Without Roon, we are left to search for other applications or use the built-in player called Manic Moose, which can be accessed from the browser on any device connected to the same network. It can be a computer, laptop, tablet, or smartphone. Just enter the appropriate address to get to the built-in player connected to the streamer control center in our Bryston. Despite appearances, it's not that silly, and Manic Moose looks good in the screenshots. In reality, however, the interface is terribly outdated, and performing some operations is, to use the nicest possible word, unintuitive. Accessing the files stored on the NAS server took me more than 15 minutes. Logging into TIDAL went much faster, but you can't just fire up the selected track. You have to first create a playlist in Bryston's player, which can also be frustrating due to the laggy system response. Manic Moose was created in 2013 and apparently hasn't been updated since then. For a moment, I hoped that Roon would see the connected Bryston and let me use it even without a certificate because I did this many times in the past, but unfortunately, now it's impossible, and every company has to wait for its turn to get their gear approved. In my opinion, this is the only serious drawback of the BR-20. And at some point, it will indeed become irrelevant.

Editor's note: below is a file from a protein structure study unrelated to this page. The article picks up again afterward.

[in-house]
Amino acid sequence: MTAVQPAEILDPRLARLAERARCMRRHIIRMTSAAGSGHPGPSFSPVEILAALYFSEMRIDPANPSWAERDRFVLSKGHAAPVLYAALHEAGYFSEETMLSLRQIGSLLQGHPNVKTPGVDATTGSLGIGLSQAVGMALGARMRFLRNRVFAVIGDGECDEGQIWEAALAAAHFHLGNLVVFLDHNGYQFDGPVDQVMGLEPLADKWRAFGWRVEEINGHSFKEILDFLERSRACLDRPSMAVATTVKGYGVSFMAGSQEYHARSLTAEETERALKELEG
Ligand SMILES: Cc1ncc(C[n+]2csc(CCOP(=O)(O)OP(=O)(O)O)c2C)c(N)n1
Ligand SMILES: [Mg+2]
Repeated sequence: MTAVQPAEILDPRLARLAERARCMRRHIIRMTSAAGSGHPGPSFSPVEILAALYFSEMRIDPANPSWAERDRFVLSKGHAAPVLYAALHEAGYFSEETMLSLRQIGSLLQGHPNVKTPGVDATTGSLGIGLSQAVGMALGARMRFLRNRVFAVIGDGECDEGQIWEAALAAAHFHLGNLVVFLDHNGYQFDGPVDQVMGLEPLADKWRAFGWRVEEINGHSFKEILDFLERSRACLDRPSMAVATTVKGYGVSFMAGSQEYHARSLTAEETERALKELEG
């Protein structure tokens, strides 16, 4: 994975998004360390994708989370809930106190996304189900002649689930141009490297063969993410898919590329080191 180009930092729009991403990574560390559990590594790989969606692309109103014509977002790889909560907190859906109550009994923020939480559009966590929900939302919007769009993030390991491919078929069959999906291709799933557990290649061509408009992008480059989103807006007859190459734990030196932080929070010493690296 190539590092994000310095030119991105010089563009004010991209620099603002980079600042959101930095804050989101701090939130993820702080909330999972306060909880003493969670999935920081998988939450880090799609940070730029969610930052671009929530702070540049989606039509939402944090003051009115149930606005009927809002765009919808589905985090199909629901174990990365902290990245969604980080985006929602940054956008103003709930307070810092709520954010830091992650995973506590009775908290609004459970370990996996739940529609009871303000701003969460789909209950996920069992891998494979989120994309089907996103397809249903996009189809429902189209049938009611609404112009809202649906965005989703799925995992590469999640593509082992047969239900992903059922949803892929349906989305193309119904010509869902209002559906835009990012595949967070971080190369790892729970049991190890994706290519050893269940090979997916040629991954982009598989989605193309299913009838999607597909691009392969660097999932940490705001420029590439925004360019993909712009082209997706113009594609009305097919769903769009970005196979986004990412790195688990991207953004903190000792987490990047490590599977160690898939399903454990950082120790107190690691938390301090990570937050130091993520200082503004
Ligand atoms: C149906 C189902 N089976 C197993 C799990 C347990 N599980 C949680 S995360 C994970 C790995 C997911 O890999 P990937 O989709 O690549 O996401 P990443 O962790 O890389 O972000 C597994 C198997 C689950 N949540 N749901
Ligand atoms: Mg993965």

The BR-20 didn't surprise me with its character, but it managed to surprise me with its quality. In this first respect, it was difficult to expect any revolution. Bryston's equipment always sounds natural, at the same time staying away from being dry or cold. Cranking up the dynamics and transparency can give us direct insight into the recording, allowing sound engineers to scan the sound for imperfections. Still, even they appreciate equipment that can be listened to for more than fifteen minutes. Most require absolute honesty, but that doesn't mean that each audition should be an unpleasant experience. On the contrary - all this can be combined with comfort and balance. That is where Bryston achieved mastery, and that's what its devices are known for - natural, dynamic and detailed, but also coherent, smooth, sometimes even slightly warm sound. Balancing those two goals is not easy, but by some strange coincidence, Canadians pull this trick off practically every time they release a new model. But, after all, we are dealing with a preamplifier which costs $5995, so my expectations were high from day one. The true value of the BR-20 comes to light when we get used to the situation and start to pay close attention to details - how this preamplifier handles tiny sounds hidden in the background, how meticulously it builds the soundstage, and how carefully it makes sure that in this world of "completely normal" sound everything, even down to the subatomic level, is as it should be.